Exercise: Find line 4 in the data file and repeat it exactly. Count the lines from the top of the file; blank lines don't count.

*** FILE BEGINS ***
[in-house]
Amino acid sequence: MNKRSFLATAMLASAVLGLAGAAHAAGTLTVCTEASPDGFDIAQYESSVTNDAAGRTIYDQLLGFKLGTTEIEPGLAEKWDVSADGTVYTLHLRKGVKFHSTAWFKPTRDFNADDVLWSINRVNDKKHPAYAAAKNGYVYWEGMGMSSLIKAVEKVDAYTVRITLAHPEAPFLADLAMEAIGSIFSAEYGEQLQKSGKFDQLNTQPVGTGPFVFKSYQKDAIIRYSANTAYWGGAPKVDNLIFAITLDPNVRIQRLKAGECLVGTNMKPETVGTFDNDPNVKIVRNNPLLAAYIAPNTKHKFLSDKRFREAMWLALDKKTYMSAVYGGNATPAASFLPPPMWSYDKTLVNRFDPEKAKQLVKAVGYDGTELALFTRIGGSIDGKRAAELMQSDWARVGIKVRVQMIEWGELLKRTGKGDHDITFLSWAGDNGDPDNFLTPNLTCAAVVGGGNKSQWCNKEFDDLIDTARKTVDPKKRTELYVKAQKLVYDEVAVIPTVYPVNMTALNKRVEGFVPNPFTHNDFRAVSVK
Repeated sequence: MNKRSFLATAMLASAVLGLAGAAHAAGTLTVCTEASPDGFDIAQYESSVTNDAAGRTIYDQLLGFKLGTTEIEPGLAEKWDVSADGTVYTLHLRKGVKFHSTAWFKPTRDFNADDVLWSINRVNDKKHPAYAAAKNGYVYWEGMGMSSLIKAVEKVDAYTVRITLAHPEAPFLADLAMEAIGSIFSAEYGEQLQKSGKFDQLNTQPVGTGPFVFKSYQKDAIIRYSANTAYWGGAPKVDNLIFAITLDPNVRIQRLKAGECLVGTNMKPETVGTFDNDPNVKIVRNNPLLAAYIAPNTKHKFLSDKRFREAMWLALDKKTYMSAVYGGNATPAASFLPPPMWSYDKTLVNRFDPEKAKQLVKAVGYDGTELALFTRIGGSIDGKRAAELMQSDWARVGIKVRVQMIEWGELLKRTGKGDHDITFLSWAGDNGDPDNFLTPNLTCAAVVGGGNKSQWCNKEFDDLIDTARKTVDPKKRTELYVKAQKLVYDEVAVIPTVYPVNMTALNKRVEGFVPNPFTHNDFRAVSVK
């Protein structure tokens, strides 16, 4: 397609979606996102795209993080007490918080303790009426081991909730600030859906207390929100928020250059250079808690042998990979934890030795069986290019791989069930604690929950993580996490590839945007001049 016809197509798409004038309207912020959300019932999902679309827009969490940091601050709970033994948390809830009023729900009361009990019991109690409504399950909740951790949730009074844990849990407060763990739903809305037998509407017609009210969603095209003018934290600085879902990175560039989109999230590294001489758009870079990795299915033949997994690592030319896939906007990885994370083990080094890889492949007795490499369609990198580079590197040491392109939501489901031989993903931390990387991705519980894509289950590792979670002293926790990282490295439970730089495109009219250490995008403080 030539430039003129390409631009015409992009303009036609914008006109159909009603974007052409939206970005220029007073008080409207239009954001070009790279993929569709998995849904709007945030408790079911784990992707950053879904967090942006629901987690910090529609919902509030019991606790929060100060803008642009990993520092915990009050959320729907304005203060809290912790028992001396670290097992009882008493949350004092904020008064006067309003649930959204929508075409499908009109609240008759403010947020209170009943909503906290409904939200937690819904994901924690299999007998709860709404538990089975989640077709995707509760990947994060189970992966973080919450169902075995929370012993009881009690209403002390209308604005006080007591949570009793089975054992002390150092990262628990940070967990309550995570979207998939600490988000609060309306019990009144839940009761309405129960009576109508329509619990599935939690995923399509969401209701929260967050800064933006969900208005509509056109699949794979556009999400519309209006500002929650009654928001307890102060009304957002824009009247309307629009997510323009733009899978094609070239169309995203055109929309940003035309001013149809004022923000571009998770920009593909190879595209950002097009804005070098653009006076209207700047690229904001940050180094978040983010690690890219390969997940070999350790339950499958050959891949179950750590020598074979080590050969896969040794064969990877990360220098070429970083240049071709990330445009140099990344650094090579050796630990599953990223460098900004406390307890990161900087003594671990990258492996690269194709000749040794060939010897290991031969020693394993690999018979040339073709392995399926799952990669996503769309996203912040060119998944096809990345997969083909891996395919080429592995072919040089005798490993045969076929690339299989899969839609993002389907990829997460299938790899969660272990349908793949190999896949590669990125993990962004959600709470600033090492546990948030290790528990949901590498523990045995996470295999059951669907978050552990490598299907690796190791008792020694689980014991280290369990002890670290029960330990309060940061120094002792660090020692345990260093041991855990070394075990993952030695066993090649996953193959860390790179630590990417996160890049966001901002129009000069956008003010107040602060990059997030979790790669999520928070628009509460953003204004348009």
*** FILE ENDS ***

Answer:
């Protein structure tokens, strides 16, 4: 397609979606996102795209993080007490918080303790009426081991909730600030859906207390929100928020250059250079808690042998990979934890030795069986290019791989069930604690929950993580996490590839945007001049 016809197509798409004038309207912020959300019932999902679309827009969490940091601050709970033994948390809830009023729900009361009990019991109690409504399950909740951790949730009074844990849990407060763990739903809305037998509407017609009210969603095209003018934290600085879902990175560039989109999230590294001489758009870079990795299915033949997994690592030319896939906007990885994370083990080094890889492949007795490499369609990198580079590197040491392109939501489901031989993903931390990387991705519980894509289950590792979670002293926790990282490295439970730089495109009219250490995008403080 030539430039003129390409631009015409992009303009036609914008006109159909009603974007052409939206970005220029007073008080409207239009954001070009790279993929569709998995849904709007945030408790079911784990992707950053879904967090942006629901987690910090529609919902509030019991606790929060100060803008642009990993520092915990009050959320729907304005203060809290912790028992001396670290097992009882008493949350004092904020008064006067309003649930959204929508075409499908009109609240008759403010947020209170009943909503906290409904939200937690819904994901924690299999007998709860709404538990089975989640077709995707509760990947994060189970992966973080919450169902075995929370012993009881009690209403002390209308604005006080007591949570009793089975054992002390150092990262628990940070967990309550995570979207998939600490988000609060309306019990009144839940009761309405129960009576109508329509619990599935939690995923399509969401209701929260967050800064933006969900208005509509056109699949794979556009999400519309209006500002929650009654928001307890102060009304957002824009009247309307629009997510323009733009899978094609070239169309995203055109929309940003035309001013149809004022923000571009998770920009593909190879595209950002097009804005070098653009006076209207700047690229904001940050180094978040983010690690890219390969997940070999350790339950499958050959891949179950750590020598074979080590050969896969040794064969990877990360220098070429970083240049071709990330445009140099990344650094090579050796630990599953990223460098900004406390307890990161900087003594671990990258492996690269194709000749040794060939010897290991031969020693394993690999018979040339073709392995399926799952990669996503769309996203912040060119998944096809990345997969083909891996395919080429592995072919040089005798490993045969076929690339299989899969839609993002389907990829997460299938790899969660272990349908793949190999896949590669990125993990962004959600709470600033090492546990948030290790528990949901590498523990045995996470295999059951669907978050552990490598299907690796190791008792020694689980014991280290369990002890670290029960330990309060940061120094002792660090020692345990260093041991855990070394075990993952030695066993090649996953193959860390790179630590990417996160890049966001901002129009000069956008003010107040602060990059997030979790790669999520928070628009509460953003204004348009």